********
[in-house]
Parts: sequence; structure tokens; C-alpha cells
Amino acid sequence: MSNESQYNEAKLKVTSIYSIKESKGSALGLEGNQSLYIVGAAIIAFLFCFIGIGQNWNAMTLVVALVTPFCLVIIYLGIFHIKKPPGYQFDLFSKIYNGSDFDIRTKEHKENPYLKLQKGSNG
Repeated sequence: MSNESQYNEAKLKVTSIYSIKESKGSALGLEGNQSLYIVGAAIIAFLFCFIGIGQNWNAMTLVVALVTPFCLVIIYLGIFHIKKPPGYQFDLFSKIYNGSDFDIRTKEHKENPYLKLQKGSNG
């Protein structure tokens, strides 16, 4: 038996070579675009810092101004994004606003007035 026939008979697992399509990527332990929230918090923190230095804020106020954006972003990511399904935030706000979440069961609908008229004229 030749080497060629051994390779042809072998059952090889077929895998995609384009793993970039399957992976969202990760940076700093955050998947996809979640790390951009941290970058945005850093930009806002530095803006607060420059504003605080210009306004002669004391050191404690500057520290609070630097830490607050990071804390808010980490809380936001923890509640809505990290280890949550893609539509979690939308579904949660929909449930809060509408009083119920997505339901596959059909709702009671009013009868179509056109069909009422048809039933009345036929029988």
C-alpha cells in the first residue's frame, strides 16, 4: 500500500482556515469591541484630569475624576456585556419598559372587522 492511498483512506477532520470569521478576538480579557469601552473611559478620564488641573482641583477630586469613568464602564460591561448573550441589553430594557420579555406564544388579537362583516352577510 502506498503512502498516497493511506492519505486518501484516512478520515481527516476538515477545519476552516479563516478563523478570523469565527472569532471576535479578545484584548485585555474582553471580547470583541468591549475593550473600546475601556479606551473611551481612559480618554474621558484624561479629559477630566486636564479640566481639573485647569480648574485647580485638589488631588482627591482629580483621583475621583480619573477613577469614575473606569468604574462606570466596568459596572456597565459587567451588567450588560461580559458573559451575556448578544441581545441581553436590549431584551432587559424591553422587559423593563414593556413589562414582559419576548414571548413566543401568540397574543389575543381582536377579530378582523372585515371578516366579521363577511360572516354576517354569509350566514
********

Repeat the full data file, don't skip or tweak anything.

[in-house]
Parts: sequence; structure tokens; C-alpha cells
Amino acid sequence: MSNESQYNEAKLKVTSIYSIKESKGSALGLEGNQSLYIVGAAIIAFLFCFIGIGQNWNAMTLVVALVTPFCLVIIYLGIFHIKKPPGYQFDLFSKIYNGSDFDIRTKEHKENPYLKLQKGSNG
Repeated sequence: MSNESQYNEAKLKVTSIYSIKESKGSALGLEGNQSLYIVGAAIIAFLFCFIGIGQNWNAMTLVVALVTPFCLVIIYLGIFHIKKPPGYQFDLFSKIYNGSDFDIRTKEHKENPYLKLQKGSNG
């Protein structure tokens, strides 16, 4: 038996070579675009810092101004994004606003007035 026939008979697992399509990527332990929230918090923190230095804020106020954006972003990511399904935030706000979440069961609908008229004229 030749080497060629051994390779042809072998059952090889077929895998995609384009793993970039399957992976969202990760940076700093955050998947996809979640790390951009941290970058945005850093930009806002530095803006607060420059504003605080210009306004002669004391050191404690500057520290609070630097830490607050990071804390808010980490809380936001923890509640809505990290280890949550893609539509979690939308579904949660929909449930809060509408009083119920997505339901596959059909709702009671009013009868179509056109069909009422048809039933009345036929029988």
C-alpha cells in the first residue's frame, strides 16, 4: 500500500482556515469591541484630569475624576456585556419598559372587522 492511498483512506477532520470569521478576538480579557469601552473611559478620564488641573482641583477630586469613568464602564460591561448573550441589553430594557420579555406564544388579537362583516352577510 502506498503512502498516497493511506492519505486518501484516512478520515481527516476538515477545519476552516479563516478563523478570523469565527472569532471576535479578545484584548485585555474582553471580547470583541468591549475593550473600546475601556479606551473611551481612559480618554474621558484624561479629559477630566486636564479640566481639573485647569480648574485647580485638589488631588482627591482629580483621583475621583480619573477613577469614575473606569468604574462606570466596568459596572456597565459587567451588567450588560461580559458573559451575556448578544441581545441581553436590549431584551432587559424591553422587559423593563414593556413589562414582559419576548414571548413566543401568540397574543389575543381582536377579530378582523372585515371578516366579521363577511360572516354576517354569509350566514